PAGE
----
Multi-commodity miner, RioZim, is confident it will secure funding for its multi-billion dollar coal fired power plant in Gokwe by year-end, despite the spirited campaign by environmentalists to derail financing for the project.
The Zimbabwe Stock Exchange (ZSE) listed miner, which extracts diamond and gold, has already awarded Chinese firm, Power China, a contract to construct the coal fired plant in Sengwa, Gokwe North, for an estimated cost of US$3 billion.
China Hydro will develop the project jointly with fellow Chinese entity China Gezhouba Group Corp, which is also assisting with fundraising for the power project.
RioZim has given little updates this year about progress on the 2 800 megawatts power project in the Midlands due to fears the project might be thrown off rails by environmentalists pushing to block its funding.
Among the environmentalists’ concerns is the fact that coal mining operations and thermal power production are associated with acid mine drainage, land scarification, air pollution from dust as well as from the thermal power stations.
This comes after the Zimbabwe Environment Lawyers Association wrote to the Zimbabwe Energy Regulatory Authority (ZERA) seeking updates on the status of the project and whether licence had been granted.
ZELA also wanted to know if an Environmental Impact Assessment (EIA) had been conducted and whether climate change considerations had been taken into account.
The lawyers claimed that their demands were based on principle of justice for the environment, which they say is enshrined in the laws of Zimbabwe.
With the project having secured funding commitment from Chinese financiers, it has come under intense scrutiny and a de-campaigning onslaught from western environmentalists amid growing geo-political tension between the US and China.
Despite the vile efforts of those opposing the development of new coal fired plants, which they argue discharge environmentally damaging emissions, the power project remains firmly on course.
As such, Caleb Dengu, RioZim board member in charge of energy projects gave away very little this week regarding progress on the project over concerns around spirited efforts by environmentalists to block financial support for the project.
“We have been quiet because each time we have commented, environmentalists have gone to the people who want to finance the project discouraging them against financing the coal fired power project.
“As such, we have agreed with banks that we are not going to say much on the project, but quietly work on the project until we get the funding and construction begins, if we comment too much the project dies,” he said.
Notably though, observers say the actions of those opposed to coal plants in Zimbabwe and other parts of the less industrialised world expose the hypocrisy of the West, which industrialised using thermal energy systems, but is leading the crusade against coal.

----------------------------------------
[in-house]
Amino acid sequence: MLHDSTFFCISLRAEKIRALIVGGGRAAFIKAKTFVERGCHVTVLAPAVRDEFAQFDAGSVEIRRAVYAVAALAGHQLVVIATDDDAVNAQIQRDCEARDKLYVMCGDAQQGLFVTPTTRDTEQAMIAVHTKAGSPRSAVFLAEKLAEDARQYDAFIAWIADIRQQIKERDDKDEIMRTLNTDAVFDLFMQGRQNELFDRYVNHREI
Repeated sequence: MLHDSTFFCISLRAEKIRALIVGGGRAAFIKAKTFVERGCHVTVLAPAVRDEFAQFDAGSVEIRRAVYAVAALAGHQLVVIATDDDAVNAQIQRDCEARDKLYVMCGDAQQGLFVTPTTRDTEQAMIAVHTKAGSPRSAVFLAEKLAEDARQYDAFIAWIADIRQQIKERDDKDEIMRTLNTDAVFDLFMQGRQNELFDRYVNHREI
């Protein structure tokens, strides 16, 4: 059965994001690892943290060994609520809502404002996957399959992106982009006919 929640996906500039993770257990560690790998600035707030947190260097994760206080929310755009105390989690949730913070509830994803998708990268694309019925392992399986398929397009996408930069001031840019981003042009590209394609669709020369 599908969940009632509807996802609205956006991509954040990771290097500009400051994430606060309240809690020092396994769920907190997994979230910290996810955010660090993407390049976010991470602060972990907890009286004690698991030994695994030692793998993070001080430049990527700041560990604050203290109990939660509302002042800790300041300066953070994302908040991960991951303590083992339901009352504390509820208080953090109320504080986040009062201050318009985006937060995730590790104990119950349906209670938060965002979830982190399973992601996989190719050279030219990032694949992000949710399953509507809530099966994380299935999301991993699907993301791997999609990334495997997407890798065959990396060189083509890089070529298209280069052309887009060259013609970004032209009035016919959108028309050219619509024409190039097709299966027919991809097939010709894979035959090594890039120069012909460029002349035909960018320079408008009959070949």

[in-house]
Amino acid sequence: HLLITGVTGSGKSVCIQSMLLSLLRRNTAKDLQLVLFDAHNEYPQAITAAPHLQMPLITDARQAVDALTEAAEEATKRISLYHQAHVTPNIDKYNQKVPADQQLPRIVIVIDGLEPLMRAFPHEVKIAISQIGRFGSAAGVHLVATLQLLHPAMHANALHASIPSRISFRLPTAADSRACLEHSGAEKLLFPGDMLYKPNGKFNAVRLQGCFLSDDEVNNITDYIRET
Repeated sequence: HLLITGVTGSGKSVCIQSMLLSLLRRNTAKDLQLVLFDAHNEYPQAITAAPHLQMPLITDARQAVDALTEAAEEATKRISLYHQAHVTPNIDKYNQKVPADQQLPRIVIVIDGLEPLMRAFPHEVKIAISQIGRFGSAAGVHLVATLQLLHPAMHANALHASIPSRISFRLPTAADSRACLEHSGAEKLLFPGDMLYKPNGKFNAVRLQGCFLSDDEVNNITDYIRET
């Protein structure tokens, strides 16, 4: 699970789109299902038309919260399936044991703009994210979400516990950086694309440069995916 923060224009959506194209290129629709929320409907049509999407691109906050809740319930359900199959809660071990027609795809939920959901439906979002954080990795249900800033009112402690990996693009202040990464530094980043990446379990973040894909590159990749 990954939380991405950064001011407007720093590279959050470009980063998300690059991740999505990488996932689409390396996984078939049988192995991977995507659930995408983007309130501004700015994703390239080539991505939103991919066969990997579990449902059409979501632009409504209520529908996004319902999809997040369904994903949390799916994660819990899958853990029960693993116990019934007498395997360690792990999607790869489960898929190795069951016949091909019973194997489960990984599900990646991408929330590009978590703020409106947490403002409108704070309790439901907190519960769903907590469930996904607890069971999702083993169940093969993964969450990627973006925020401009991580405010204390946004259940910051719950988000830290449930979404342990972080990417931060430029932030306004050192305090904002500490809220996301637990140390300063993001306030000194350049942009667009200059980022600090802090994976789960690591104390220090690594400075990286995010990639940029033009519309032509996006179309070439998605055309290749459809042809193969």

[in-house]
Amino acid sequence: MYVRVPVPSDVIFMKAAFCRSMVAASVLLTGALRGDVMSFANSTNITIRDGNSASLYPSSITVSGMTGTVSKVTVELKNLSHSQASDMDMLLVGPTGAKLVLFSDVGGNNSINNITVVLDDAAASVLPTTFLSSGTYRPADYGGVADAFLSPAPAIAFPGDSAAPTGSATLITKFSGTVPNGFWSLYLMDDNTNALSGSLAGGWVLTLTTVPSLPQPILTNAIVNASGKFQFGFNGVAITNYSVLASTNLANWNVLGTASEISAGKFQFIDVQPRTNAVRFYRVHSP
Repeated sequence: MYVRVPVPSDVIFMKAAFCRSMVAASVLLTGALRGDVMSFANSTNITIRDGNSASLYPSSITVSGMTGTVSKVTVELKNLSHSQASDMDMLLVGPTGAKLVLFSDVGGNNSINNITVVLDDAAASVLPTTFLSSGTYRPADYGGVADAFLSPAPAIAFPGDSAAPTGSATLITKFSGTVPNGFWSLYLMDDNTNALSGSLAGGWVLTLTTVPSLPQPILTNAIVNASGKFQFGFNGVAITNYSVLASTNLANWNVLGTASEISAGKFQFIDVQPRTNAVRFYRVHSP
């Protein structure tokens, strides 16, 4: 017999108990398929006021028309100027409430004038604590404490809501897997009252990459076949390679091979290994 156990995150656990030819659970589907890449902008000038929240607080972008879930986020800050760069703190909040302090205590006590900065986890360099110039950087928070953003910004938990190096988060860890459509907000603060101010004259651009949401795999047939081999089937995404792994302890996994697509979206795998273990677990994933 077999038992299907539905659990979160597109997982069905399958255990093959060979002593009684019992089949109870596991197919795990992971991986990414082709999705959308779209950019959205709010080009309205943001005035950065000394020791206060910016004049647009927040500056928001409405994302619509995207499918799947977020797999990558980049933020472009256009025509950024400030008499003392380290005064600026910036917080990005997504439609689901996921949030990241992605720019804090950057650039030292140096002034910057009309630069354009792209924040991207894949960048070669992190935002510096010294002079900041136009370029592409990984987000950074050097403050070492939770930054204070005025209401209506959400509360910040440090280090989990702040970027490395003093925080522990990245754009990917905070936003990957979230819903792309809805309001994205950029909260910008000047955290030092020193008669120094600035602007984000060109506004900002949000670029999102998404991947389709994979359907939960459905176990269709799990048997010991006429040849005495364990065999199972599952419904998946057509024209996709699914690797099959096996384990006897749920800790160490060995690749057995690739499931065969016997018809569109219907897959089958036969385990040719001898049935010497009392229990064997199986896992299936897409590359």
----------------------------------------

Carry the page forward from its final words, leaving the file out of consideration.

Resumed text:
Ironically too, coal is the dominant energy mineral for Zimbabwe whose second largest plant is coal fired. The country boasts of vast reserves of coal particularly in the north-west and southern parts of the country.
To that end, Chinese companies in recent years have undertaken multiple projects to help Zimbabwe address severe power shortages.
London listed exploration and development company Sable Mining and China’s CITIC Construction signed an agreement, which entails looking at developing a 600 MW plant at Sable’s 19 236 hectare Lubu coal project in Hwange.
Makomo Resources had obtained license for a 2 x 330MW coal project “two weeks ago” and that the company was now looking at “activating our financiers.”
Zimbabwe has also licensed a joint venture between Zimbabwean and Chinese investors to establish a 50 megawatts coal-fired power plant in Hwange.
Indications are, however, that the project has remained largely on course and may in fact reach financial closure before the end of this year.
The Industrial and Commercial Bank of China has given a formal expression of interest in the project and is negotiating with Sinosure, also known as the China Export and Credit Insurance Corp, to cover country risk insurance costs.
RioZim’s Sengwa coal project has been on the cards since the early 1990s but has on several occasions, despite lots of investor interest, failed to get off the ground due to lack of funding needed for the project.
Things are looking up now, with engineers from Power China, the sister company of Sino Hydro, which completed the 300MW capacity extension of Kariba South, reportedly already working on technical designs for the plant.
Sino Hydro, which already has a good record in Zimbabwe after it successfully completed the Kariba South project, also landed the contract for the ongoing 600MW Hwange thermal power plant extension.
Completion of RioZim’s Sengwa project will go a long way in resolving Zimbabwe chronic power shortage given demand of 1800MW at peak periods, outstrips internal supply of 1500MW when all power plants operate at reliable production capacity.
A two-year drought blighted the country’s Kariba thermal power plant by draining the reservoir, while aging equipment at its main Hwange thermal plant causes incessant breakdowns and outages that see many consumers receiving only eight hours of power a day.
The ZSE listed firm is also involved in gold production at Renco in Masvingo, Cam and Motor in Kadoma, Dalny Mine in Chegutu, diamond extraction in Murowa and operates a nickel refinery in Empress.
According to the United Nations Framework Convention on Climate Change’s Paris Agreement, members are duty-bound to reduce reliance on coal for electricity generation.